Monday 19 February 2024

The Hill of Dreams and The House of Souls



The very first Tartarus Press publication, 34 years ago, was a small booklet entitled The Anatomy of Taverns, celebrating Arthur Machen’s favourite public houses. Our first hardback was the first ever publication of ‘Chapters Five and Six’ of Machen’s The Secret Glory, and we have always had a number of books by the author in print over the years, both as collectable hardbacks and affordable paperbacks.

This February we are delighted to make available once more, two very important sewn hardback editions of books by Machen:


The Hill of Dreams, lauded by writers as diverse as H.P. Lovecraft and Henry Miller, has been described as ‘The most decadent book in the world’. A novel of great power and beauty, it was Machen’s attempt ‘. . . to invent a story which would recreate those vague impressions of wonder and awe and mystery that I myself had received from the form and shape of the land of my boyhood and youth.’

We have also been able to bring back into print The House of Souls, an omnibus edition of some of Arthur Machen’s best-known, controversial, and curious fiction, first published in 1906. It contains ‘The Great God Pan’, his notorious 1890s tale of science and sex, and its accompanying story ‘The Inmost Light’. These appeared first in John Lane’s sensational Keynotes series, as did the portmanteau novel The Three Impostors, containing ‘The Novel of the White Powder’—another story of science gone bad—and the classic folk-horror tale ‘The Novel of the Black Seal’. ‘The Red Hand’ is a ‘shocking’ tale of curious survivals from the past lurking just beneath the surface of everyday London.

In an altogether more sensitively supernatural vein is ‘A Fragment of Life’, a quietly ambitious and affecting tale of a seemingly ordinary suburban couple who receive intimations of a much more numinous way of life.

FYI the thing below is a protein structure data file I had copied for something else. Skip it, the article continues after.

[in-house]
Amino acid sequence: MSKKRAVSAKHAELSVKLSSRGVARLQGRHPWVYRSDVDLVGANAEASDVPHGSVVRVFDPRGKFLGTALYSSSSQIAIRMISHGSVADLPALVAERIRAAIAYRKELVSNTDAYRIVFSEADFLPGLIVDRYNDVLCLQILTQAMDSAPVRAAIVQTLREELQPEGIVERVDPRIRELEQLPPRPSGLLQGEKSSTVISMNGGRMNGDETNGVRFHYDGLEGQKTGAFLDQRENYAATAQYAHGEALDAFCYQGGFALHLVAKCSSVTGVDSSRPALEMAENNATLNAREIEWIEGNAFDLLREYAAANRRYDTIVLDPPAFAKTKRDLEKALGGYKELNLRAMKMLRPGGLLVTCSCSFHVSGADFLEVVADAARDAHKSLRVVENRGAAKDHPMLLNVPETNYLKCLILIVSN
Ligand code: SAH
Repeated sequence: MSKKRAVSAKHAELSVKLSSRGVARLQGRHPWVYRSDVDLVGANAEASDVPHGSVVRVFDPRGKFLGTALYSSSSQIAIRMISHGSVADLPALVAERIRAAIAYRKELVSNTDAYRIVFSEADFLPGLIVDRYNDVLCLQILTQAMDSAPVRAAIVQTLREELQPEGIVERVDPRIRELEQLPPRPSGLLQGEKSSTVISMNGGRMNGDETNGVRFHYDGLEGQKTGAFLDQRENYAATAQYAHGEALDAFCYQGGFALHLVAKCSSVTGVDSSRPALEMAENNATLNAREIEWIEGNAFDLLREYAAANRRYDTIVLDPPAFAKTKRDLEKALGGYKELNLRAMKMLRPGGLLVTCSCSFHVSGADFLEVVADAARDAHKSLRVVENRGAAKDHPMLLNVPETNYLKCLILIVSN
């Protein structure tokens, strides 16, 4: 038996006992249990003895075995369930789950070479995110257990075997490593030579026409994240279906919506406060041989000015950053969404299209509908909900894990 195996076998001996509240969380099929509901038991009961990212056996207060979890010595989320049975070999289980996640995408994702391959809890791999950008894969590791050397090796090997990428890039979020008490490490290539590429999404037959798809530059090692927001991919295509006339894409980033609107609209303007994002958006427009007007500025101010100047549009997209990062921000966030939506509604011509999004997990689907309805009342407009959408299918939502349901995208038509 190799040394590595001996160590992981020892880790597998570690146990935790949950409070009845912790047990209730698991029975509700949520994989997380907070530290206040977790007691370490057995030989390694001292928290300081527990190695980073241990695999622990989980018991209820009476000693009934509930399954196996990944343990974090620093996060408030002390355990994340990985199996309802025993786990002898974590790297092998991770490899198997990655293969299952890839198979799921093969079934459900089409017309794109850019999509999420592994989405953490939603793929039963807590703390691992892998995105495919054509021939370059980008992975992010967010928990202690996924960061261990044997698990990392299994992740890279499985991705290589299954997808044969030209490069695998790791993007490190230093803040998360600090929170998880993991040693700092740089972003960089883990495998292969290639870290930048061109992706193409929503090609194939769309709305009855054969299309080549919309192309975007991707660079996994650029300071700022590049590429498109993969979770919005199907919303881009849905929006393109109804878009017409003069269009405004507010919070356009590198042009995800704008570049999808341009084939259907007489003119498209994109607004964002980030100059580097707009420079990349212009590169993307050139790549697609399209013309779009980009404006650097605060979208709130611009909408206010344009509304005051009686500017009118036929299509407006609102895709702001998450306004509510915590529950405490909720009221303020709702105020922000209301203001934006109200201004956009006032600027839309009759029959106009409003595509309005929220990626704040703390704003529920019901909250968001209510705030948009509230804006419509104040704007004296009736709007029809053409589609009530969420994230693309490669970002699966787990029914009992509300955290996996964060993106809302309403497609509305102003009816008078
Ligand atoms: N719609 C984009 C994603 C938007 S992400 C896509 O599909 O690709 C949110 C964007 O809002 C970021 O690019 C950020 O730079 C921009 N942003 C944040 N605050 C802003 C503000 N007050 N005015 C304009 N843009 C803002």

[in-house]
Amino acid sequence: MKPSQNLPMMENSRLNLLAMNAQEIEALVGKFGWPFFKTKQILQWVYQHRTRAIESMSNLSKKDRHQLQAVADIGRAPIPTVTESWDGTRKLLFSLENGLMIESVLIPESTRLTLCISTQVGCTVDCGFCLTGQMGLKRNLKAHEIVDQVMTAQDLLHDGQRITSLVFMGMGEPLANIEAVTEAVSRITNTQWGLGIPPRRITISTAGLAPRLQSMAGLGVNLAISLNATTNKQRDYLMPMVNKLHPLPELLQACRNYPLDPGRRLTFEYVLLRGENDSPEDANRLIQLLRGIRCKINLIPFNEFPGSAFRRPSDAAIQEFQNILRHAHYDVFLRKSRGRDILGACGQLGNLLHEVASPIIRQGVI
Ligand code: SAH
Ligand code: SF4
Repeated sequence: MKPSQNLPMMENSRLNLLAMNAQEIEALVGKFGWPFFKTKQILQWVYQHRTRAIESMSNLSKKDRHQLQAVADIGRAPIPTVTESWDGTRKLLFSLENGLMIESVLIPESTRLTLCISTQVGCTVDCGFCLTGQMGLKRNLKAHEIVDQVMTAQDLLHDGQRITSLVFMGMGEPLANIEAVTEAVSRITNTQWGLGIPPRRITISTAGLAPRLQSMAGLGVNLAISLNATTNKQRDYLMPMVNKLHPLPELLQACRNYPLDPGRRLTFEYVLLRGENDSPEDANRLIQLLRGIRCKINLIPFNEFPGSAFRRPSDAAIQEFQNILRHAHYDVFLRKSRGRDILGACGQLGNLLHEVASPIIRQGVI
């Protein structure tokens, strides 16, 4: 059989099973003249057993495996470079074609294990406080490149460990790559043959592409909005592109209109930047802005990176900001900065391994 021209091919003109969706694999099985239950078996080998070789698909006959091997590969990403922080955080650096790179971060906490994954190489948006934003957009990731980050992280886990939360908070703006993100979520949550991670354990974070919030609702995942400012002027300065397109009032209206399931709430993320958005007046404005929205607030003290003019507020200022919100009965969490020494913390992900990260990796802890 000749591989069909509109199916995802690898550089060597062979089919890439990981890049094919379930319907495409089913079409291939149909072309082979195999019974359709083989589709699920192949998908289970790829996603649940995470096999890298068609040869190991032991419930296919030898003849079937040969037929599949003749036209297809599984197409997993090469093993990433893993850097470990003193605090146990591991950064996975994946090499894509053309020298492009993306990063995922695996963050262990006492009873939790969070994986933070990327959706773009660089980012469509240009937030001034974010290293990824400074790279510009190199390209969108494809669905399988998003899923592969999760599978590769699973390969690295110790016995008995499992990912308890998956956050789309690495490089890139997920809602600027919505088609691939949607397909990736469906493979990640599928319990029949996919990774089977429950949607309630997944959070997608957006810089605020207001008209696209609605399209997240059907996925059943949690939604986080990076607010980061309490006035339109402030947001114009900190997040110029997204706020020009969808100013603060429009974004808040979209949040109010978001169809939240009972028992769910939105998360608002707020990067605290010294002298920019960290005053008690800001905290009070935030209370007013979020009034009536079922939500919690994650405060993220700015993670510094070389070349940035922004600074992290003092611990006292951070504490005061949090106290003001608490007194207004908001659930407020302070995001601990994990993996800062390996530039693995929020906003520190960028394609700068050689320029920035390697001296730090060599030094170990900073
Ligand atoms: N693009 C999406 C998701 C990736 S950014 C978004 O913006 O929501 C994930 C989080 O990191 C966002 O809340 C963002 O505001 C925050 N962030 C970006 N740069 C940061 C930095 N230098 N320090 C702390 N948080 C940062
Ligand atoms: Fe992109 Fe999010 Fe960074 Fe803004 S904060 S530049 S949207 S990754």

But the tour-de-force of the volume is Machen’s occult masterpiece ‘The White People’, a ‘stream-of-consciousness’ tale far ahead of its time, written with the utmost empathy and panache.

Still in print and available as a sewn hardback is the now complete text of Machen’s novel, The Secret Glory. Ambrose Meyrick is at first a pupil at a hateful English public school, then a young man at large in bohemian London. Throughout his adventures, Ambrose cherishes his childhood vision of the mystical cup of Teilo Sant. But the young man also displays a fine delight in the good things the world can offer, and a few weeks spent with school servant Nellie Foran in a London lodging house prove a turning point in his life. When Ambrose returns home to his native Wales, Machen describes, in writing of great beauty and power, how Ambrose rediscovers the magical Gwent countryside, and performs the marriage of the cup with Sylvia, his symbolic muse.

Also available in paperback are Arthur Machen’s 1890s Notebook, which gives a great insight into the background to some of his most important writings, including The Hill of Dreams. We can also offer Dreads and Drolls, a series of essays, and the very curious book, The House of the Hidden Light (written with A.E. Waite)

Anyone who would like to go further into Machen’s books and writings might be interested in a series of videos entitled Collecting Arthur Machen:

No comments:

Post a Comment

The Tardebigge Myth

The only known photograph of Robert Aickman and Tom Rolt together ( Yorkshire Post , 31st August 1948) Robert Aickman’s primary ambition w...